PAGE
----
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First Women Illustrators of the Rubaiyat of Omar Khayyam: Mabel Eardley-Wilmot

February 21, 2023

We recently posted an article by Danton O’Day, concerning the videos he has produced on 13 of the first women artists who were illustrators of Edward FitzGerald’s Rubaiyat of Omar Khayyam. For some of these artists, information on their lives and works has remained very limited. Bob Forrest has been investigating three of the artists, to see what more data he could find. We shall post the results of his research in three separate articles. The first, shown below, deals with Mabel Eardley-Wilmot. Our thanks to Bob for this information.

Mabel Eardley-Wilmot was born Mabel Boisragon Winter in Loughton, Essex, England on 18 January 1867, the daughter of William Henry O’Brien Winter and his wife Fanny Cheney Winter (née Hart.) The name Boisragon appears to have come from the surname of one of the witnesses at her parents’ wedding in 1861.

After the age of 4 in the census of 1871, Mabel seems to disappear from the records until her marriage to Sainthill Eardley-Wilmot in India in 1891. He had worked in the Indian Forest Service since 1873, in which field he achieved such a level of success in prudent management and conservation work that he was promoted to the post of Inspector General of Forests in India in 1903. He was knighted for his services in 1911, his wife then becoming Lady Eardley-Wilmot.

How the two met is not clear – it is not known whether she travelled to India in the 1880s, or whether they met in England when he was on furlough back home – but certainly they married in Lucknow on 12 December 1891 and two years later had a daughter, Mabel Iris Eardley-Wilmot, who seems to have been sent back to England to live with an uncle.

In 1908 Sainthill retired and they returned to England. From at least 1920 they lived in Tollgate Cottage, Remenham, Berkshire, where Sainthill died on 13 November 1929, aged 77. Mabel lived on in the same address until 18 August 1958, when she died in a nursing home in Maidenhead, aged 91.

Mabel’s claim to fame, of course, is as an early woman photographer, her photographs being used in her husband’s book Forest Life and Sport in India, published by Edward Arnold, London in 1910, shortly after their return from India. Of more interest to us here though is the use of 32 of her photographs in Sir Edwin Arnold’s book The Light of Asia, published by Kegan Paul, Trench, Trübner & Co., London, in 1908; 40 of her photographs in Laurence Hope’s book Songs from the Garden of Kama, published by William Heinemann, London, in 1909; and, of course, 38 of her photographs in The Rubaiyat of Omar Khayyam, published by Kegan Paul, Trench, Trübner & Co., London, in 1912, which used FitzGerald’s first version.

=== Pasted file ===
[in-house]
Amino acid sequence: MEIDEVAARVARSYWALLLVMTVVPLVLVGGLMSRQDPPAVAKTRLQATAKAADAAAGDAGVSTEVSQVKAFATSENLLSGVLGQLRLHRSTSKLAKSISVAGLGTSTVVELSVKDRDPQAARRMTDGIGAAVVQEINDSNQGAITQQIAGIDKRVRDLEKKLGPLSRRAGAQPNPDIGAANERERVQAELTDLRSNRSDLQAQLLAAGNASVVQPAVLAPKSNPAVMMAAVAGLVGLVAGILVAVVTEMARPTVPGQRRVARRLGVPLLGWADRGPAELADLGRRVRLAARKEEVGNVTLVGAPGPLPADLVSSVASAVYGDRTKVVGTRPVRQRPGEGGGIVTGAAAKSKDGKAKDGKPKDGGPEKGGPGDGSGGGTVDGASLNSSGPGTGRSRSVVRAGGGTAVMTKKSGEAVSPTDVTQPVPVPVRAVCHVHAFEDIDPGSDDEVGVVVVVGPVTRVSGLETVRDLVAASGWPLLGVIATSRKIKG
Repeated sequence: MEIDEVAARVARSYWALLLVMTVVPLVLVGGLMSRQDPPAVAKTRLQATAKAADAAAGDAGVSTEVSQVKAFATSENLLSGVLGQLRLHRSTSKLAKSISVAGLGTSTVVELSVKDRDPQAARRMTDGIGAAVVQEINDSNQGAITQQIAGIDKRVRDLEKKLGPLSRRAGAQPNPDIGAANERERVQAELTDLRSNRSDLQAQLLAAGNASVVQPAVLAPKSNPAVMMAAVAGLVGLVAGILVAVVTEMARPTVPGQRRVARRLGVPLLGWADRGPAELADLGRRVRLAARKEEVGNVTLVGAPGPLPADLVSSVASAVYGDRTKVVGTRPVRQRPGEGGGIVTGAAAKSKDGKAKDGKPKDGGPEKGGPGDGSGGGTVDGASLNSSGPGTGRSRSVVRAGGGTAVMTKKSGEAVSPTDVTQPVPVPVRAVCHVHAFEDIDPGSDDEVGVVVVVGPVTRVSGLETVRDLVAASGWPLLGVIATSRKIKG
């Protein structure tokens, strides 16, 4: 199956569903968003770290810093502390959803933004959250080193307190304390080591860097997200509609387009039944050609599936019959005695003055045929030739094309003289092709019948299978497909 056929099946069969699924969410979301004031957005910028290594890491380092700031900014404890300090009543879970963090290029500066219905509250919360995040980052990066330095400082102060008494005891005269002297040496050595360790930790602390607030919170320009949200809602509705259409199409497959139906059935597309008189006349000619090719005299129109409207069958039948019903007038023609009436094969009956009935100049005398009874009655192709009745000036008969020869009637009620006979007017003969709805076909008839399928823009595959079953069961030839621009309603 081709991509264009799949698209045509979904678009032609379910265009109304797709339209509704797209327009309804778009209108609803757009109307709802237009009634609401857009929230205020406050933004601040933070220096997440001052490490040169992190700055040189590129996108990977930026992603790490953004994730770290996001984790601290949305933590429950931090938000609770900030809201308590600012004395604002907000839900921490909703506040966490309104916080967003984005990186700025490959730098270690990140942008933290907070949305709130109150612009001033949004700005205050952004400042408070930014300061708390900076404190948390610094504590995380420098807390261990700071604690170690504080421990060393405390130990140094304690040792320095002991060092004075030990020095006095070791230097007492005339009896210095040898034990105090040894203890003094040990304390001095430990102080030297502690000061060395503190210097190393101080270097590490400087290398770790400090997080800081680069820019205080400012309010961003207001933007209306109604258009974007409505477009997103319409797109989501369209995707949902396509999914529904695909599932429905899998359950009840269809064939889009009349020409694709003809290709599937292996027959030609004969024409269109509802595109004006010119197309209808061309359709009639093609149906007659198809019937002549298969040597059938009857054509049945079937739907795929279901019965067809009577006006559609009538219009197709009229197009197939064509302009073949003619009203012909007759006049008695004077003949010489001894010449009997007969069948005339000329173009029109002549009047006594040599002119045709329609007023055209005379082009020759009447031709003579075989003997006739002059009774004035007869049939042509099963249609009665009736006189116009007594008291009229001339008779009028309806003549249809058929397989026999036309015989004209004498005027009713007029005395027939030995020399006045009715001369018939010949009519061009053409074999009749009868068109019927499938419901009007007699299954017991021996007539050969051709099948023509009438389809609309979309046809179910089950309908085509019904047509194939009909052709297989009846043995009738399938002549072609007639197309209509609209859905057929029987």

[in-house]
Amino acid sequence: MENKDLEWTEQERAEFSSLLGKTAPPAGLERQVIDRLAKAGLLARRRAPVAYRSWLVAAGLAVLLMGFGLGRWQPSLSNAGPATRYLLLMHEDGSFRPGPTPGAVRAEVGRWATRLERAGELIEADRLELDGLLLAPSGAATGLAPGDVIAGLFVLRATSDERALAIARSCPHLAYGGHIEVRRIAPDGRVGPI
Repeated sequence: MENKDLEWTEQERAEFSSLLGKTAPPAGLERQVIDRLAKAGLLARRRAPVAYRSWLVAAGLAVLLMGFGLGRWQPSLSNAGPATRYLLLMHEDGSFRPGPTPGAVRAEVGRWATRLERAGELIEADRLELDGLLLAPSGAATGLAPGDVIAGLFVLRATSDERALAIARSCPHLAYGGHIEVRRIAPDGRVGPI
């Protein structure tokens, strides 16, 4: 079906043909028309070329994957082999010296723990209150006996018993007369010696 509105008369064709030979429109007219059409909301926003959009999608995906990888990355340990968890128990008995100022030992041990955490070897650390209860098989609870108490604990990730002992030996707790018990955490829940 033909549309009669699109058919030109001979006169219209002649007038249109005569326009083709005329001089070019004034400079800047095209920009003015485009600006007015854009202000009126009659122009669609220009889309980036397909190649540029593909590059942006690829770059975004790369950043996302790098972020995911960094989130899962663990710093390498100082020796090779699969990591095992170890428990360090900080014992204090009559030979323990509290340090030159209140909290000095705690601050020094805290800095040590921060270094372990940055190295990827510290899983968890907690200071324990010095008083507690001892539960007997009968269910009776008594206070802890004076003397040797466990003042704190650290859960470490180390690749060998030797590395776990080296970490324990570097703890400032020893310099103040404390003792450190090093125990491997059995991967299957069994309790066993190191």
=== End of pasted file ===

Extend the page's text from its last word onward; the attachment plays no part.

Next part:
I have to confess that I am not much enthralled by most of her photographs, which are mainly landscapes that relate to various phrases used in the text, without any attempt to elucidate their particular context, and with little or no symbolic message, though they do make clever use of things like sunlight streaming through trees, or reflections in water, She does, however, feature some more adventurous symbolic content in a few – but only a few –  of her photographs for The Rubaiyat – the ghost images associated with quatrains 42 (Fig.1 above left) & 49, for example, and the moving finger image with quatrain 51 (Fig.2 right). In this last the shadowy finger has traced out the word “qesmat”, the Persian form of the English “kismet” meaning fate or destiny. (My thanks to Barney Rickenbacker for translating this.)

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